The colony of South Carolina was founded in 1670. The colony’s fledgling church was part of the Diocese of London, and the Society for the Propagation of the Gospel sent clergy to minister here. The colony thrived, largely owing to the cultivation of first indigo, and then rice. It would become the wealthiest colony in the New World during the 18th century.
We acknowledge that this wealth was made possible because of the exploitation of enslaved people. South Carolina was born in slavery, and the legacy of that institution permeates every aspect of our society, even into the present.
We are striving to follow the admonition of Archbishop Desmond Tutu, when he noted that true reconciliation can occur only if there is a proper confrontation. We aim to confront our past and ourselves in order to move into a more egalitarian and hopeful future — and present.
The first Bishop of the Diocese was Robert Smith, who also served as rector of St Philip’s and president of the College of Charleston. It was Smith who insisted that the accession clause be included in our diocesan constitution, indicating that we in South Carolina would exist as part of the wider Episcopal Church throughout the former 13 colonies. Our second bishop, Theodore Dehon, was elected and consecrated in 1812. He (with William White, John Henry Hobart, and members of Trinity Church in New York and others) was instrumental in the founding of the General Theological Seminary in 1817. Even though we have not always acted like it, we in South Carolina have relished being part of a national church.
(Bishop Smith is the 6th Bishop of the American succession, and he was ordained to the episcopate by William White, Samuel Provoost, James Madison, and Thomas John Clagett.)
By the time of the Civil War, almost half of the state’s Episcopalians were black. On June 20, 1861, the Diocese withdrew from the Episcopal Church and formed part of the Episcopal Church in the Confederate States. When the war was over, South Carolina and the other southern dioceses returned to the Episcopal Church.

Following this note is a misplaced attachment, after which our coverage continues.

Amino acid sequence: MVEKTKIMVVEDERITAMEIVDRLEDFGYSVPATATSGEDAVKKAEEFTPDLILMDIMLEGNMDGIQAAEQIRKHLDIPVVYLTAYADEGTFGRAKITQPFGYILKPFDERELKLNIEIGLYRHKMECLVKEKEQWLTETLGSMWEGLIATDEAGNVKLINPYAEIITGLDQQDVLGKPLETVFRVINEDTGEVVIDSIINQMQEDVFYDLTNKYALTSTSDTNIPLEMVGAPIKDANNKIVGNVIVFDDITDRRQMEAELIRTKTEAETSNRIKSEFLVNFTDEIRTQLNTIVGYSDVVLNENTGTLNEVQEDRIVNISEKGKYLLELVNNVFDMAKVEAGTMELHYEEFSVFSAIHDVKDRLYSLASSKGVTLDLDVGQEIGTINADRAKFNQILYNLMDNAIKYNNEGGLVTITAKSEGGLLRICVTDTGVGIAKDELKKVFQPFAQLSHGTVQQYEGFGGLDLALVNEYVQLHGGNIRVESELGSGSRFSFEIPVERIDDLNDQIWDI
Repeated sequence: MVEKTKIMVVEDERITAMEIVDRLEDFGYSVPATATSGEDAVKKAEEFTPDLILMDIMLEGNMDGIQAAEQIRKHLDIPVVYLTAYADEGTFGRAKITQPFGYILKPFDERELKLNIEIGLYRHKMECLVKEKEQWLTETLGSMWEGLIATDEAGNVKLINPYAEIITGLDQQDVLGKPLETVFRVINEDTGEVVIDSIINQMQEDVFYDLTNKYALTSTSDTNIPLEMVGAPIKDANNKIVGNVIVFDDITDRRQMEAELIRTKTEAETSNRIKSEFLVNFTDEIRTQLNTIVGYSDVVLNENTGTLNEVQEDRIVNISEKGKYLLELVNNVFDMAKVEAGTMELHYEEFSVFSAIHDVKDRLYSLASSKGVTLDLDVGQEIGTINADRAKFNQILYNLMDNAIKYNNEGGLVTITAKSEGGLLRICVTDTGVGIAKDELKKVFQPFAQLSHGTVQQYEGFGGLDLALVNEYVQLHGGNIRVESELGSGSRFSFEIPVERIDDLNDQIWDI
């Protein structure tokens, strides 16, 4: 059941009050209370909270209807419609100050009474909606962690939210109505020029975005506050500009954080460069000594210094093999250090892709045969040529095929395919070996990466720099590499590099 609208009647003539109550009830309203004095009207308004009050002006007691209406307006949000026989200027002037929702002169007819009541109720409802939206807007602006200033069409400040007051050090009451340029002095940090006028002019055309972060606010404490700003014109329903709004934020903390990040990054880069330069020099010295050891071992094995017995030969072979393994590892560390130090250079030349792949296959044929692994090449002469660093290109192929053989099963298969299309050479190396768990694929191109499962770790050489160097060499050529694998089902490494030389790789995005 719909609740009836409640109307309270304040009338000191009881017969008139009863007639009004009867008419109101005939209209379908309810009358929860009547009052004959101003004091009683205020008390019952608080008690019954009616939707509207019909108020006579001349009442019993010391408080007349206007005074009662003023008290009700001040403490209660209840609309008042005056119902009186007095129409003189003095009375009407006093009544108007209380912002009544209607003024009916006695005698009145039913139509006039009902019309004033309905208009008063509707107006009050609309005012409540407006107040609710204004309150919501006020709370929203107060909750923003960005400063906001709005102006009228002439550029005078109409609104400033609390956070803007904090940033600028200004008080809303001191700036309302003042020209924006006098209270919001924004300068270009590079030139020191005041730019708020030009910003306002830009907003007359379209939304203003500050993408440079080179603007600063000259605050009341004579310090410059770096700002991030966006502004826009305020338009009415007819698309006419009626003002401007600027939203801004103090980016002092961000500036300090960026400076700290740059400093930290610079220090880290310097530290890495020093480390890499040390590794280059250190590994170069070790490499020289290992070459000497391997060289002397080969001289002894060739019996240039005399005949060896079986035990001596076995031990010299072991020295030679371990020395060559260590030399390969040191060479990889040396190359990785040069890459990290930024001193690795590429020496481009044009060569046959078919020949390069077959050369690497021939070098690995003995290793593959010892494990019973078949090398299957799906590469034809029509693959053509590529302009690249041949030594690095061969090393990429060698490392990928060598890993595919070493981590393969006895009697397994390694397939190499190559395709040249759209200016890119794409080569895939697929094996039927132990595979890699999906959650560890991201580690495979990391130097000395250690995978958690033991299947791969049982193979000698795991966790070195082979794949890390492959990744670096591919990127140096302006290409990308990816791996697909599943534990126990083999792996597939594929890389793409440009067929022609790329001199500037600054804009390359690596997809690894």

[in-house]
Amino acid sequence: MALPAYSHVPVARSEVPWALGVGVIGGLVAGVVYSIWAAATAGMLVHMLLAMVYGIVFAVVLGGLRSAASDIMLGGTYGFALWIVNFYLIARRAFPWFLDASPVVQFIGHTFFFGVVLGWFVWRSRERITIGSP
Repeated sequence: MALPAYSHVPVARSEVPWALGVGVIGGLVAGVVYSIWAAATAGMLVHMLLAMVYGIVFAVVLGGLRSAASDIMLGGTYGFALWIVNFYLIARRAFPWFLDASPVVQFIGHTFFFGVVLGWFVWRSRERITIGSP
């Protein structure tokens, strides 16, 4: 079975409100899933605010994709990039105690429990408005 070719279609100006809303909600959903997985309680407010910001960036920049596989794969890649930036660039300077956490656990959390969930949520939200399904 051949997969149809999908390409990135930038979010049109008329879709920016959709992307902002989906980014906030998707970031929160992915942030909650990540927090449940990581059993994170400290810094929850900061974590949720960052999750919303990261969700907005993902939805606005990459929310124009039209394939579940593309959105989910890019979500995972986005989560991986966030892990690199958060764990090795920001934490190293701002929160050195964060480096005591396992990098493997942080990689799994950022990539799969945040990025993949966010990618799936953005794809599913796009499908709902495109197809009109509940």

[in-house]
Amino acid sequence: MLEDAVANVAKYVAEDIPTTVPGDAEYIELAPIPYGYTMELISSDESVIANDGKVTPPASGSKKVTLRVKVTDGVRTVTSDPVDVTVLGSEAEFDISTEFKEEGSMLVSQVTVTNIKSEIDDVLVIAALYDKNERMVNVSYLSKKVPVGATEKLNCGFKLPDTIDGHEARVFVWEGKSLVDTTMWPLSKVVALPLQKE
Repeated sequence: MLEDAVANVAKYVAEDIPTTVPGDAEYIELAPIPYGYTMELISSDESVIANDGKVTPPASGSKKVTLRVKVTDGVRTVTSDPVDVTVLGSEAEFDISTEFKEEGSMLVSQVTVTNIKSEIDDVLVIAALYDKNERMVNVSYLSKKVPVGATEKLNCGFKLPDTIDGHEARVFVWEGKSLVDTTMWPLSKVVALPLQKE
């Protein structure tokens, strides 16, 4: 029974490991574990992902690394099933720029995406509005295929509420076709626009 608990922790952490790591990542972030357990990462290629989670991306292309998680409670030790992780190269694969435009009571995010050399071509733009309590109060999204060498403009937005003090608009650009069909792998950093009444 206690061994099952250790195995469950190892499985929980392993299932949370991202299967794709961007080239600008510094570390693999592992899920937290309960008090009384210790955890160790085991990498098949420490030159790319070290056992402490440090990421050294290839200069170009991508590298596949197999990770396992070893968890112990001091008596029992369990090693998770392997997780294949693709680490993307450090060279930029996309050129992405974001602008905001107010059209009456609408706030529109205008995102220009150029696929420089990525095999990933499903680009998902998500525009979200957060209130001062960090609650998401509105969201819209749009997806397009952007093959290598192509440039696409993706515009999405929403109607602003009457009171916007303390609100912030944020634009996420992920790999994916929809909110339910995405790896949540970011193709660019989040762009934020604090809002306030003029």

During the period of Reconstruction, a number of parishes struggled over the issue of race. When St Mark’s, Charleston, founded on Easter Day 1865, petitioned the Diocese for full membership in 1875, some parishes withdrew from the Diocese for a season. Around the same time, the Reverend Anthony Toomer Porter, with a few other priests, prepared two black men for ordination. Bishop William Bell White Howe was in favor of the men being ordained. The Standing Committee, however, refused to allow them; and with their decision, our diocese lost untold numbers of black members who joined a movement that would become the Reformed Episcopal Church. In 1965, the Diocese of South Carolina finally admitted black people as members into the convention of the Diocese.
In 1922, the Diocesan General Convention acted to divide the Diocese, which included the entire state. The Upper Diocese was created.
Just as we follow a wounded Savior, we in South Carolina also have as our legacy the witness of a martyred bishop. In June 1928, Bishop William Alexander Guerry was shot and killed by one of his own priests over the issue of race. Bishop Guerry had supported the idea of a black suffragan bishop. Further, he was unswerving in his support for a fledgling school for blacks in Denmark, South Carolina. Voorhees College continues today. The full story behind the Bishop’s death was buried so well that, until recently, we as a diocese had lost the collective memory of having had as our own chief priest and pastor a bishop who gave it all for the sake of inclusion and justice. On the third Sunday in June yearly, across the Diocese, we now observe Bishop Guerry Day, with propers and a collect written for the occasion.
It was Bishop Guerry who said “the Church must be broad enough to embrace within its communion every living human soul.” But we have sometimes struggled to embrace that vision.
In the year 2012, we in the Diocese were confronted with a similar choice about belonging to a church where all God’s children would be welcome.
Read a more detailed history of the Diocese of South Carolina on the diocesan website at this link.
The Rt. Rev. Robert Smith, the First Bishop of the Diocese of South Carolina.
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